What kinds of skills and competencies are needed for the digital age? LinkedIn, industry press, and popular books abound with lists of things like “flexible thinking”, “learning agility”, and, of course, “tech savviness”. If you want to get beyond the usual catchphrases, however, it helps to try to discern some of the broader strokes in how work life is actually changing. One person who is great at doing so is Paul Evans, professor in organizational behavior at INSEAD Business School. When I listened to him at a talent management research conference in Copenhagen this past autumn, he brought up the following two megatrends:
- The modularization of work. To an ever larger extent, organizations are decomposing intricate work processes into its constituent parts. This is primarily driven by the technological development: Parts of the chain might be taken over by algorighms or robots, which is why it makes more sense to disintegrate heavy parcels of work into smaller pieces. According to Evans, this is also visible in the actual structure of companies: In recent years, large companies have increasingly adopted multidimensional matrix organizations, which were once considered too c0mplex but are now made possible by digitalization. This has two main implications for employees: They end up having several bosses, and they are required to develop effective horizontal collaborations in order to perform well.
- The diminishing role of authority. In this new type of complex organization, said Evans, it is seldom effective to rely on heavy reporting or managers telling people what to do. Especially when the primary product is knowledge and information, companies have a lot more to gain from adopting flat structures of peer production. We already see this in the tech sector with its self-organizing teams. What is important to note, however, is that this puts new demands on team members: First, the group as a whole needs to have enough knowledge to solve very complex problems on their own. Second, when there is little or no managerial steering, members need to be able to instead organize themselves according to social signals – meaning that social skills are more important than ever.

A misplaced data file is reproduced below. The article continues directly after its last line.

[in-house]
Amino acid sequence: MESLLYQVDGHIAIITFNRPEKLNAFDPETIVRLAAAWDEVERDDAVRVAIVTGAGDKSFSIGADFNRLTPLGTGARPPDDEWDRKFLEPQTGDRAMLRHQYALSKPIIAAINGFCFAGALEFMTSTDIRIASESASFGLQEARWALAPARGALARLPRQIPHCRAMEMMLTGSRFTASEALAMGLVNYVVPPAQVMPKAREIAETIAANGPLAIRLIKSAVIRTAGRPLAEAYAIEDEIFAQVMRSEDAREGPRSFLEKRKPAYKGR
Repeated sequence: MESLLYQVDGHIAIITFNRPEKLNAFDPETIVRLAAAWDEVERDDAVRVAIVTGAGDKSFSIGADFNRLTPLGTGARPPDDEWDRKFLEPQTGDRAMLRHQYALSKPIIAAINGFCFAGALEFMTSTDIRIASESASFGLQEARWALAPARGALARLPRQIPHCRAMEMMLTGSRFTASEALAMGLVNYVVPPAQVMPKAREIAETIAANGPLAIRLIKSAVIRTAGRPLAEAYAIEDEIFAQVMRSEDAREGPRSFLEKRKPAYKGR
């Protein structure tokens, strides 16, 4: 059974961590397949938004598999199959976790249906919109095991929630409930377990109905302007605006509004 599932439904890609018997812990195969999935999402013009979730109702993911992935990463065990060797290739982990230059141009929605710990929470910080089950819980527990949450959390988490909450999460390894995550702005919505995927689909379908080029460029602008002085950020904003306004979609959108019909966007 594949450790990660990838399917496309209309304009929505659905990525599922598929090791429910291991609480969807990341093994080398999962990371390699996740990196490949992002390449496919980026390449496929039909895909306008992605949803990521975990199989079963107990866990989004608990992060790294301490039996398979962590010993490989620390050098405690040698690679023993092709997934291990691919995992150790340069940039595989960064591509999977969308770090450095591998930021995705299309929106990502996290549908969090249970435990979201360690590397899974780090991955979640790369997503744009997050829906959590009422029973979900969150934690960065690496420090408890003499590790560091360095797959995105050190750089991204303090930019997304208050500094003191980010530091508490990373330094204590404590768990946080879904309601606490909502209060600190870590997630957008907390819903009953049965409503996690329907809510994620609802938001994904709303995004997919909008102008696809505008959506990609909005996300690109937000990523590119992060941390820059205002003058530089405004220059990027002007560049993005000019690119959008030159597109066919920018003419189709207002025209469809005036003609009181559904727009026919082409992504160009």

So, what does this mean for the skill set needed by tomorrow’s employees? Evans and his INSEAD colleague Eduardo Rodriguez-Montemayor develop their thinking around this in the report Global Talent Competitiveness Index 2017, which I have previously referred to. According to them, one could talk of a talent paradox: On the one hand, talent development is not specialized enough. Many employees lack the real edge that would make them hihgly attractive on the job market and could enable them to feed into cutting-edge knowledge work. But on the other hand, talent development is neither broad enough: People still work in clearly delimited silos and are not afforded the breadth required for effective collaboration.
In other words, in our “age of dualities”, as the authors write, there is no room for “either or”: People need to have deep, specialized skills and broad collaborative abilities. Perhaps surprisingly, a model of competency that is more than 30 years old turns out to summarize this very well: The T model, whose basic premise is that a well-rounded knowledge worker needs to have deep expertise in one area (the vertical bar of the T), in order to be able to really contribute to a creative process, but also broad collaborative skills and an ability to understand and communicate with people from other functions and backgrounds (the horizontal bar). The same idea was actually picked up by the European Commission’s Political Strategy Center in their report series EPSC Stategic Notes (no. 13, 2016). There, it was further pointed out that today’s education system falls short when it comes to helping the next generation’s talent to develop this kind of profile. Much more focus will have to be put on the application of knowledge and advanced collaboration skills, while still keeping very high standards when it comes to subject knowledge.
My guess is that we will see much more of T-shaped thinking in organizations’ talent management in the years to come, simply because it rhymes very well with the demands created by the digitalized knowledge economy. Who said an old model couldn’t be prophetic?